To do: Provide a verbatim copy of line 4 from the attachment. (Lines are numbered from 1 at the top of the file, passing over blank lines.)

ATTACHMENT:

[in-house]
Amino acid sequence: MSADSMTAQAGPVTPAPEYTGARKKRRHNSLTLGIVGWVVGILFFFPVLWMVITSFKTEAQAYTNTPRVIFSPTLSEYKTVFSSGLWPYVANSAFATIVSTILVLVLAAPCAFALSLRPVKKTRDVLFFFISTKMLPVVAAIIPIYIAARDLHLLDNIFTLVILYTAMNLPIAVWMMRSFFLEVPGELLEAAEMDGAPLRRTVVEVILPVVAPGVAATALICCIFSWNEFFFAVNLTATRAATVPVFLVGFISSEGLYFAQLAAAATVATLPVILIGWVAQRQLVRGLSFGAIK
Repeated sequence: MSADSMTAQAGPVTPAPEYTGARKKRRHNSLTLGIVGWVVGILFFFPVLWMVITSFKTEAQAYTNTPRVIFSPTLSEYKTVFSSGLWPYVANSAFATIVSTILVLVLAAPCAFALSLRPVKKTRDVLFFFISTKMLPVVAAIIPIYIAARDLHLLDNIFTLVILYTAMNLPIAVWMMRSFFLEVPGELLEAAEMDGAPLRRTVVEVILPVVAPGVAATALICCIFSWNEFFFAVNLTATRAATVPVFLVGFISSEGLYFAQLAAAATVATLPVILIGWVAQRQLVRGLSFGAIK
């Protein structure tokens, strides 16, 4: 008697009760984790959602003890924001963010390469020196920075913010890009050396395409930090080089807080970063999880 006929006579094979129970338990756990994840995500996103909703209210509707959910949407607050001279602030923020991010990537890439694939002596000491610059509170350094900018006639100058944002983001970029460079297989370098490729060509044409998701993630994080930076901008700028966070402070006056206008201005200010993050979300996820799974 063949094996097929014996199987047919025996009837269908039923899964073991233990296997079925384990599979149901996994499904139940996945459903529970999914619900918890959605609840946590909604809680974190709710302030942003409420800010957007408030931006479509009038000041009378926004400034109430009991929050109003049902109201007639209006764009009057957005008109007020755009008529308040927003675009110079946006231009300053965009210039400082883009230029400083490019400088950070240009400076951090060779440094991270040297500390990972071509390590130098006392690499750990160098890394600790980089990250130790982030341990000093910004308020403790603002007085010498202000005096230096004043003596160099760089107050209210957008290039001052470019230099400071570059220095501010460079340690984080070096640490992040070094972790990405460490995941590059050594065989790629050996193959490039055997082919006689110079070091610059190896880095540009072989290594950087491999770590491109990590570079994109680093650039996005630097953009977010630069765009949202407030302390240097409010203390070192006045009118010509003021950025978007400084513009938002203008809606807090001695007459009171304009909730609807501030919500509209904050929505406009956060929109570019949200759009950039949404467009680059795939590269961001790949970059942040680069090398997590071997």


């Protein structure tokens, strides 16, 4: 008697009760984790959602003890924001963010390469020196920075913010890009050396395409930090080089807080970063999880 006929006579094979129970338990756990994840995500996103909703209210509707959910949407607050001279602030923020991010990537890439694939002596000491610059509170350094900018006639100058944002983001970029460079297989370098490729060509044409998701993630994080930076901008700028966070402070006056206008201005200010993050979300996820799974 063949094996097929014996199987047919025996009837269908039923899964073991233990296997079925384990599979149901996994499904139940996945459903529970999914619900918890959605609840946590909604809680974190709710302030942003409420800010957007408030931006479509009038000041009378926004400034109430009991929050109003049902109201007639209006764009009057957005008109007020755009008529308040927003675009110079946006231009300053965009210039400082883009230029400083490019400088950070240009400076951090060779440094991270040297500390990972071509390590130098006392690499750990160098890394600790980089990250130790982030341990000093910004308020403790603002007085010498202000005096230096004043003596160099760089107050209210957008290039001052470019230099400071570059220095501010460079340690984080070096640490992040070094972790990405460490995941590059050594065989790629050996193959490039055997082919006689110079070091610059190896880095540009072989290594950087491999770590491109990590570079994109680093650039996005630097953009977010630069765009949202407030302390240097409010203390070192006045009118010509003021950025978007400084513009938002203008809606807090001695007459009171304009909730609807501030919500509209904050929505406009956060929109570019949200759009950039949404467009680059795939590269961001790949970059942040680069090398997590071997």